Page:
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Improve Your Applicant Numbers

September 27, 2017

Are your jobs getting fewer applications than expected? We have a few ideas on how to improve your numbers:

  1. Ensure your job title isn’t too unique.

While it can be tempting to make a job title sound unique to stand out from similar jobs on search results, it can also affect the amount of traffic that the posting gets. If a job seeker isn’t sure what exactly the job does, or it sounds beyond their skill level, they may not even read the posting. Avoid weird titles like “Guru” and “Rockstar”, at this point they’re both tiresome and vague.

  1. Write a description that is informative and concise.

Open your job description with an overview of your company, expectations for the role, typical day-to-day activates, and how it fits into your company’s mission. If company culture is a recruiting strength, the opening of your description is a great opportunity to describe why job seekers should want to work for you.

Avoid internal lingo, especially acronyms. They detract from the message you want to convey; what the job actually does, and the skills and experience you are looking for.

For the requirements themselves, imagine if you were describing what the position does to someone in a face to face conversation. Keep a friendly and direct tone. Don’t use the same dry, boring language that pervades typical job postings.

  1. Make sure your requirements are reasonable.

The glut of job seekers during the recession allowed many employers to be picky about finding the ‘perfect’ applicant. Times have changed, but many companies continue to write job requirements that are out of touch with today’s labor market. If your requirements are too demanding, job seekers that are otherwise suitable will be turned off from even applying.

Can a job be capably performed with a Bachelor’s degree instead of a Master’s? Two years of experience versus four? Do they need proficiency with a particular software from the start or can you provide training? If you aren’t getting as many applicants as you expect, these are questions you may want to ask yourself.  Identify what is truly mandatory for a job’s performance on day 1 before you list it as a must-have requirement.

  1. Research your potential labor market.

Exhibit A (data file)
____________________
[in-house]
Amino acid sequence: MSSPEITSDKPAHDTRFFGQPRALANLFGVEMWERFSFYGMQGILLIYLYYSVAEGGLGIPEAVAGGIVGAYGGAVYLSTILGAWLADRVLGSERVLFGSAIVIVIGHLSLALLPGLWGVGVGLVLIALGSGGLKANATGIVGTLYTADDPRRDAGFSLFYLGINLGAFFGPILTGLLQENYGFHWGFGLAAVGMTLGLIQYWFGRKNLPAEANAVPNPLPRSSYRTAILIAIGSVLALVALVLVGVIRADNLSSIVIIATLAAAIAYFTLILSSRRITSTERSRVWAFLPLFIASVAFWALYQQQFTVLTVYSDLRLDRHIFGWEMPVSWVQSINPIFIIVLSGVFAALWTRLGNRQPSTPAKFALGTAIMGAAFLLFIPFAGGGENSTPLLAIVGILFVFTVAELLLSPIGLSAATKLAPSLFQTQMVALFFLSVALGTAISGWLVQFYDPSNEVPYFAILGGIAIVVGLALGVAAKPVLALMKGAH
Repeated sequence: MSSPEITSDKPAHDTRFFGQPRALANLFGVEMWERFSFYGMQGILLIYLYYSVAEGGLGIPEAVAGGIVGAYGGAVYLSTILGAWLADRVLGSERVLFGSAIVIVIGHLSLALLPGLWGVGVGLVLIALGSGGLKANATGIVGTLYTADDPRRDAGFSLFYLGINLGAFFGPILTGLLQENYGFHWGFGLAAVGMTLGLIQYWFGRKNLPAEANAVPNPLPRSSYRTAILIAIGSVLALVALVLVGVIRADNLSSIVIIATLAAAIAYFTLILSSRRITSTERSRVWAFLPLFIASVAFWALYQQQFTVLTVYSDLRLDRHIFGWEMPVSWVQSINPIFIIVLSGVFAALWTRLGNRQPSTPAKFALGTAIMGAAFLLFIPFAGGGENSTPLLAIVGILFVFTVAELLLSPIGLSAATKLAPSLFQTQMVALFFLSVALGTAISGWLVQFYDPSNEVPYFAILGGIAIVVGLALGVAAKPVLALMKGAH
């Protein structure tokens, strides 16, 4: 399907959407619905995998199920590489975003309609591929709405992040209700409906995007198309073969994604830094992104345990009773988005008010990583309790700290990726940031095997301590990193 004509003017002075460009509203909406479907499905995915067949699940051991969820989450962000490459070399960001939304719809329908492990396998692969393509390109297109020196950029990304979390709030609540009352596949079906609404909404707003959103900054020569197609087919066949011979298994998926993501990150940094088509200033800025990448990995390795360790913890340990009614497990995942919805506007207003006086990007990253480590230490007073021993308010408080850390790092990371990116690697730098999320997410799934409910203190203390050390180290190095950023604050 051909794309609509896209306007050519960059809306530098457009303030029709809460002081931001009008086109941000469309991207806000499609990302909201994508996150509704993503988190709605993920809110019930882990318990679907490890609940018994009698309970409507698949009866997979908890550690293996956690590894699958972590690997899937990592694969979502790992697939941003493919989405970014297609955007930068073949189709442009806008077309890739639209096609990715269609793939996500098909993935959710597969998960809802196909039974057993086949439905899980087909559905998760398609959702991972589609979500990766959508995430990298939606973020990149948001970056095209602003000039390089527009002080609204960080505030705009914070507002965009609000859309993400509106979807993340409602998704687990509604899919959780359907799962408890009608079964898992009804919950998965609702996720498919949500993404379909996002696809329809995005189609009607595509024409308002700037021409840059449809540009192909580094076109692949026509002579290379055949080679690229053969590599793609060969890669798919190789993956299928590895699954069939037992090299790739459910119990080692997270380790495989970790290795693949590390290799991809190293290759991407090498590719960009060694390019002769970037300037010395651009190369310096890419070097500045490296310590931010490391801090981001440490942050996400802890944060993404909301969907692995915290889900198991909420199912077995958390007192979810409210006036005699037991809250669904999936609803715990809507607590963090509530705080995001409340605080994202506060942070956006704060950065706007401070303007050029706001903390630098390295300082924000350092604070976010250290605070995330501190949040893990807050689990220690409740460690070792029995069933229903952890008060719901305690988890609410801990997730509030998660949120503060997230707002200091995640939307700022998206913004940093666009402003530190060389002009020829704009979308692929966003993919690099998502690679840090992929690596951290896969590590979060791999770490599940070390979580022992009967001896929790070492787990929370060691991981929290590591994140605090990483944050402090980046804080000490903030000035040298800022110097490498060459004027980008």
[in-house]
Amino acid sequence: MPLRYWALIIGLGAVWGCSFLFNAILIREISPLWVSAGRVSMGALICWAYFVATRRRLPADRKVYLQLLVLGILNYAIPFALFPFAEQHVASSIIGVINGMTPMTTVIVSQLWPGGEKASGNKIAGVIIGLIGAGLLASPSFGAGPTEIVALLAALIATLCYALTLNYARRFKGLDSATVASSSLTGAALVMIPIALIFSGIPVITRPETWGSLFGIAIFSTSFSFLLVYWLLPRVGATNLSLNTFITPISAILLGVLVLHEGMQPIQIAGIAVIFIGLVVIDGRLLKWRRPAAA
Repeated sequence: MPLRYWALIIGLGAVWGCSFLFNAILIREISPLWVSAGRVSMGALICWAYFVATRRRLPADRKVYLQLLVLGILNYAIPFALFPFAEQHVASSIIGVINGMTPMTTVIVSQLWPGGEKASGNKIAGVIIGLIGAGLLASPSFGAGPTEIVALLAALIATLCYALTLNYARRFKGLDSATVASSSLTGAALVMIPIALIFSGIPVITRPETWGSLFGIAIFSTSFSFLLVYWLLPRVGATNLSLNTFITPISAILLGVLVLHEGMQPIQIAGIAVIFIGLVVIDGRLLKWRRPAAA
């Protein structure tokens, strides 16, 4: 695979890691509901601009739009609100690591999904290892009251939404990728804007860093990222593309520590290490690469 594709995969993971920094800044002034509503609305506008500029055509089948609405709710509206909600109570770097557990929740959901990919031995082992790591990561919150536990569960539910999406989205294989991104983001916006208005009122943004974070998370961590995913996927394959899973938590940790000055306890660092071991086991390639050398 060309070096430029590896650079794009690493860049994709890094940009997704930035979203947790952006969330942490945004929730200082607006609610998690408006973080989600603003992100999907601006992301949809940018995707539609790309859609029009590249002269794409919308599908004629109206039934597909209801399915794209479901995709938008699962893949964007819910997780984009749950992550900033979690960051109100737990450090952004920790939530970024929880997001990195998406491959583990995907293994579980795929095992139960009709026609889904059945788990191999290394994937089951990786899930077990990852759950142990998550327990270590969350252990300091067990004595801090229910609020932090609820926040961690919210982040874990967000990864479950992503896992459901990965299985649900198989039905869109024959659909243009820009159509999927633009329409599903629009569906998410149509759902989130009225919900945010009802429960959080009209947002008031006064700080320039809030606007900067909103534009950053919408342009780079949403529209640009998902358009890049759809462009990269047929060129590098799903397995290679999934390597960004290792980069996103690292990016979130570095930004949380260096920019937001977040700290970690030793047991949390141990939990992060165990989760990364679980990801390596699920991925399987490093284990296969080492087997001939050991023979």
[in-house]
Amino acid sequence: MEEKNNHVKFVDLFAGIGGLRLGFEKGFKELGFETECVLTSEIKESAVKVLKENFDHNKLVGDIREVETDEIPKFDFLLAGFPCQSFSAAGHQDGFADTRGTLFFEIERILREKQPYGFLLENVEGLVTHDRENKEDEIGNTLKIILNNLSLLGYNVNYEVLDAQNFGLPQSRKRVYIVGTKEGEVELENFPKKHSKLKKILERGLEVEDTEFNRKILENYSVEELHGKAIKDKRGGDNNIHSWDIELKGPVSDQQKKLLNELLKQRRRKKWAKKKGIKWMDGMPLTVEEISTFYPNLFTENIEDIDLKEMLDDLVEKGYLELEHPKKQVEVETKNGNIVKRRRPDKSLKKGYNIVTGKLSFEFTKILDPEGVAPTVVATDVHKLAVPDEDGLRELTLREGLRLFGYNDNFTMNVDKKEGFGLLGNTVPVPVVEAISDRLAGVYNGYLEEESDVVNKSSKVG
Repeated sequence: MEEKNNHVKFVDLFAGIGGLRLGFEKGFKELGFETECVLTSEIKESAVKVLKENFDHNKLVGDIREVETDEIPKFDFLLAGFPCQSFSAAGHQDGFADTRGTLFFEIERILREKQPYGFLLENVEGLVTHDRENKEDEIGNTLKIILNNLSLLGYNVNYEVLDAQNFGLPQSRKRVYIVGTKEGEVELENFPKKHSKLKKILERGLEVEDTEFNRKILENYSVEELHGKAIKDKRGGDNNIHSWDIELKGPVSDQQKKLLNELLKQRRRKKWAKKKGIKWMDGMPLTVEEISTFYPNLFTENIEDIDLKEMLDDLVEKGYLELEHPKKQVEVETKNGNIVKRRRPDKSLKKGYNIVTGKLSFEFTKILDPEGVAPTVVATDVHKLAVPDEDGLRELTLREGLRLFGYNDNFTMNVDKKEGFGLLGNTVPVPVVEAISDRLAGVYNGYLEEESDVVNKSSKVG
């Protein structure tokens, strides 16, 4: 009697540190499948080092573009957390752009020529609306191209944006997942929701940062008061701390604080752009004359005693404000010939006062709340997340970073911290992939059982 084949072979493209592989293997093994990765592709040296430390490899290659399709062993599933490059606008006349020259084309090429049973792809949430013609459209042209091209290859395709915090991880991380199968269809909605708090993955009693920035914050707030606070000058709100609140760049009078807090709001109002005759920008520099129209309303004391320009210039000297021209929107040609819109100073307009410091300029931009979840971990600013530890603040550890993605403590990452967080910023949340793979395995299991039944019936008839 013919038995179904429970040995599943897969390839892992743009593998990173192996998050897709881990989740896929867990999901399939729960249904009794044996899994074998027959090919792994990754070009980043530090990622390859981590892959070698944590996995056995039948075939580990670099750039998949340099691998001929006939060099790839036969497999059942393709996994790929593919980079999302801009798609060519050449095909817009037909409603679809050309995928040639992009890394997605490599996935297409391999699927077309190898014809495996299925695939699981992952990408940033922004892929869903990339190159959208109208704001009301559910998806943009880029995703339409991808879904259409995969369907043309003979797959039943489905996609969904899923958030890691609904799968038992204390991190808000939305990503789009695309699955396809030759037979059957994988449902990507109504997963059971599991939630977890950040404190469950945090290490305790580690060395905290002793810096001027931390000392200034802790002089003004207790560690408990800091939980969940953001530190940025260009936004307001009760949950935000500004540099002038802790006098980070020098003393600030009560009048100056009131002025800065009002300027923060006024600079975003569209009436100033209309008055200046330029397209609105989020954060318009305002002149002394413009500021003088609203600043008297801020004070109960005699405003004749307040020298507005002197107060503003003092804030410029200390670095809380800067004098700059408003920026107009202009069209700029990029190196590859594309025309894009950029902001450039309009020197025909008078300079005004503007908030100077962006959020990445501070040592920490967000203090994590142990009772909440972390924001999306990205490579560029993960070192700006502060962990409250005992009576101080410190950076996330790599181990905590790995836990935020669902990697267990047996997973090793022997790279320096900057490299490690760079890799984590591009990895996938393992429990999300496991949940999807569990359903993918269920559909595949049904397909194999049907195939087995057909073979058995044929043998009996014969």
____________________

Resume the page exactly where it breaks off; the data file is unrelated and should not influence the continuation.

The amount of job seekers available highly varies depending on the specific occupation. For instance, administrative work is highly sought after and employers typically have no trouble finding applicants for it. However, positions that require high skill or technical knowledge (such as healthcare professionals and developers) have smaller applicant pools.

The job’s location can be an important factor. For example, if a business in Wyoming or any of the Great Plains states is looking for developers, they’re going to have a much harder time than a business in Seattle unless they offer remote work.

Demographics also need to be taken into account; the Boomer generation’s flood of retirement is still in its early stages. Highly experienced professionals are quickly going to become scarce in some industries.

Having competitive compensation and advertising it in the job description is a good way to attract more attention for position that are difficult to recruit for. Flexible work arrangements, especially remote work, are also an effective way of attracting applicants with in-demand skills.

  1. Take advantage of potential sources.

The biggest job boards, such as Indeed, CareerBuilder, and Monster are a great way to reach a lot of job seekers, but there are a lot of niche job sites that provide value as well. Are you looking for interns? Try internships.com. Non-profit? Idealist can help. IntelliHire’s custom application links provide a way to track your applicant numbers from these sources, letting you build data and evaluate your sourcing strategy.

College career offices are a great source of recruiting leads as well, both through resume books that provide access to passive talent, and through internal job boards for alumni and graduating students.

  1. Advertise your jobs

Empty positions cost productivity, either directly (vacant sales positions for example) or indirectly (staff pulling extra duty). If you are having trouble filling a position or not getting enough traffic, it can be worth exploring ad campaigns for extra visibility. Many job boards have additional paid advertising for posted jobs, and ad campaigns on social media (particularly LinkedIn) can be a valuable way to boost the visibility of your recruiting and increase applicant numbers.

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